Blog #7.0: Tournaments 101 Continued

  (Edited: )

So I’ve been on the road and away from this blog.  Let’s recap what we’ve learned so far before we go on with our discussion of how to produce eSports tournaments.

1.  You want to get a job in eSports. I've suggested you invent one instead.

Credit: Henry Yang, TeSPA

I’ve suggested to you that jobs in eSports are few and far between and are largely awarded to the most qualified, experienced applicants.  You therefore face a Catch-22:  you need experience in eSports to get a job, but until somebody hires you, you can't get the experience you need.

How do you get around this problem?  My advice to you is to be entrepreneurial, and build an eSports venture of your own.  This doesn’t have to be an empire:  just something that demonstrates your talent, drive and initiative.  Build a local eSports club at your high school or college.  Hold a BarCraft or organize a local tournament or LAN.  Start small, on your campus or in your city.  Event organization is a learned skill:  you will be doing a lot of juggling, managing people and resources.  If you demonstrate that you can successfully produce a local event like this, you are much more likely to be hired by a large commercial eSports organization.  Besides, building communities is fun—it’s a great way to connect with like-minded eSports fans.

2.  Treat your new venture more like a business and less like a hobby.

In an earlier post, I gave you some gentle warnings:  events take money, which means fundraising, bookkeeping, negotiation, licenses and contracts.  It may even mean taxes, insurance, lawyers and accountants.  Treat your venture seriously.  Run it like a real business.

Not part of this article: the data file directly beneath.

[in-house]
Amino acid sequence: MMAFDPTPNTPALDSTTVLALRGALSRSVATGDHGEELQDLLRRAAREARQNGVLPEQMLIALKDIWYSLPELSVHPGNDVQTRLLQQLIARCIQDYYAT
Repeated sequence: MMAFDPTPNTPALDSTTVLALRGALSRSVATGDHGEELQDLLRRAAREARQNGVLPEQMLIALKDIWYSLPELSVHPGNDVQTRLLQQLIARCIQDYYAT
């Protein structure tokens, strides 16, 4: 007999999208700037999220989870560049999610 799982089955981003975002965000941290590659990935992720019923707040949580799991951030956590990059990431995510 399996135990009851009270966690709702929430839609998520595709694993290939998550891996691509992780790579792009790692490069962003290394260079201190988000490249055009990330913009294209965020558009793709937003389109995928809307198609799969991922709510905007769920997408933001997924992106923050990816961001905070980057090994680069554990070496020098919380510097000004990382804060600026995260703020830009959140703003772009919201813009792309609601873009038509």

In fact, get a business mentor—perhaps the parent of a friend or a relative—who is experienced and can help guide you in the creation and operation of your microbusiness.  You will be amazed how open and helpful experienced business people can be if asked.  You will be amazed how interesting the process is.

3. Recruit co-workers and create an organizational structure and explicit goals.

In my last post, I interviewed the Rosen brothers of the Texas eSports Association about how they produced their hugely successful grassroots eSports event, the LoneStar Clash.  I chose the Rosens because they are college students, without particular experience or connections in eSports, who have managed to produce a series of amazingly professional events.  If they can do it, so you can you.

Credit: Henry Yang, TeSPA

The Rosens indicated that they began their eSports adventure by holding a campus meeting to determine the potential size of their local community.  From there, they  recruited fellow students to help staff and build their event.   The Rosens were inventive about finding fellow gaming fans and didn’t limit themselves to a single group or a single campus.  They put up posters and announcements at universities, high schools, game shops, comic book stores, vocational and tech schools, high tech companies, and incubators.  They made postings on popular forums like and  They arranged for their meetups to be calendared in campus event pages. They reached out to existing eSports groups and BarCrafts in their area and partnered with them. They saturated their region in every way they could think to expand participation in their events.

The Rosens organized their core community group, the Texas eSports Association, like a company.  They assigned specific titles to fellow volunteers, and held them accountable for specific tasks.  They made sure everyone met as a group regularly—at least once a week, with many sub meetings during the week for special focus groups.  They encouraged, mentored and inspired their group to think big and to think quality.  They identified key volunteers who were especially good at working with others, or who had special talents or experience, and held them accountable for meeting specific goals by specific dates.  They called out and publicly recognized good work.